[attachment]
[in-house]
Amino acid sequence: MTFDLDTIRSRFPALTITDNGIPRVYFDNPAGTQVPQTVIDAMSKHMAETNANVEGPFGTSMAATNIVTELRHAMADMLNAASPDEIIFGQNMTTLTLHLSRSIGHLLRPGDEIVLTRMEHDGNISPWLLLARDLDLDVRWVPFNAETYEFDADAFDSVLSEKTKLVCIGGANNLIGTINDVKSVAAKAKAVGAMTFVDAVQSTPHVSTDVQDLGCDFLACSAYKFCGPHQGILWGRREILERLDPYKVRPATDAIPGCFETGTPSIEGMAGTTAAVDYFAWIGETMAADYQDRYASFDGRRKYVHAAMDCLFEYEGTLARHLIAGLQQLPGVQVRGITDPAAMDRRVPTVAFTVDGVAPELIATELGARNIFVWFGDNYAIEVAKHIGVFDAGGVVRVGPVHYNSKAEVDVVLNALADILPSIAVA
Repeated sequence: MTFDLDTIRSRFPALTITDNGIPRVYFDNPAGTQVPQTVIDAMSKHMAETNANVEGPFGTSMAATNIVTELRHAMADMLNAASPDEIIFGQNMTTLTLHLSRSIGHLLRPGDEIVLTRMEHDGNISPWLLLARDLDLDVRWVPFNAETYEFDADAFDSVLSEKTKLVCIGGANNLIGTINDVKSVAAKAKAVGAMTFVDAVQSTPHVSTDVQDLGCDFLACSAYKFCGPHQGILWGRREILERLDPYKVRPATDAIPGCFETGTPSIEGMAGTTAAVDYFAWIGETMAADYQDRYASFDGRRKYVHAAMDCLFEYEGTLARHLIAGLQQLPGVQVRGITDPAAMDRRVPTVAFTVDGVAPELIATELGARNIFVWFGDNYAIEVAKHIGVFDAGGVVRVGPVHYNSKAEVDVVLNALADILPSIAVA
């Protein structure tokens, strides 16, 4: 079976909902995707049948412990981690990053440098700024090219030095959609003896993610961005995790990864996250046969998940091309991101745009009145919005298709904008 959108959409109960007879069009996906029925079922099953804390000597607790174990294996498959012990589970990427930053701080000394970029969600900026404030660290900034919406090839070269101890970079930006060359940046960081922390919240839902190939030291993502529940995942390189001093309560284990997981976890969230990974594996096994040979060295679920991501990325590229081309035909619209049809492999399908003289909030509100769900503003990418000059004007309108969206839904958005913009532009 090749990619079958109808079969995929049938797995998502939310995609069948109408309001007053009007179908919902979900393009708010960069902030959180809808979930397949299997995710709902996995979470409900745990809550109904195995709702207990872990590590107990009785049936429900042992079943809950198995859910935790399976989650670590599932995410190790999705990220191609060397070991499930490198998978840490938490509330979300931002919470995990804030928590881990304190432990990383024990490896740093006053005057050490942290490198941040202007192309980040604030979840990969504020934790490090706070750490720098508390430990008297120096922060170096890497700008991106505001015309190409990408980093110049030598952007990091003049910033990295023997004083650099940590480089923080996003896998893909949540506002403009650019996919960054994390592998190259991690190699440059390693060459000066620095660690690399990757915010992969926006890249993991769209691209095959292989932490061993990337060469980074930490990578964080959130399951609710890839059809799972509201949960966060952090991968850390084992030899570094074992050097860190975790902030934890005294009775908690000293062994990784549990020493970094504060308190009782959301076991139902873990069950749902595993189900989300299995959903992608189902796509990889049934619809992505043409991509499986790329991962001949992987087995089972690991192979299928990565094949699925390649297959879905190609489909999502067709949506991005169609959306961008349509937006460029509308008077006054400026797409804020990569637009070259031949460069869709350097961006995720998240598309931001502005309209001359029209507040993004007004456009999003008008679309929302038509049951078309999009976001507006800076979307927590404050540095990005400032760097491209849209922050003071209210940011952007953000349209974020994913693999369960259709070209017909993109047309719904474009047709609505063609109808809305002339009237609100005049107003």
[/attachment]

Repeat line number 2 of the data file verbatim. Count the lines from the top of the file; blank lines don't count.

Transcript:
Amino acid sequence: MTFDLDTIRSRFPALTITDNGIPRVYFDNPAGTQVPQTVIDAMSKHMAETNANVEGPFGTSMAATNIVTELRHAMADMLNAASPDEIIFGQNMTTLTLHLSRSIGHLLRPGDEIVLTRMEHDGNISPWLLLARDLDLDVRWVPFNAETYEFDADAFDSVLSEKTKLVCIGGANNLIGTINDVKSVAAKAKAVGAMTFVDAVQSTPHVSTDVQDLGCDFLACSAYKFCGPHQGILWGRREILERLDPYKVRPATDAIPGCFETGTPSIEGMAGTTAAVDYFAWIGETMAADYQDRYASFDGRRKYVHAAMDCLFEYEGTLARHLIAGLQQLPGVQVRGITDPAAMDRRVPTVAFTVDGVAPELIATELGARNIFVWFGDNYAIEVAKHIGVFDAGGVVRVGPVHYNSKAEVDVVLNALADILPSIAVA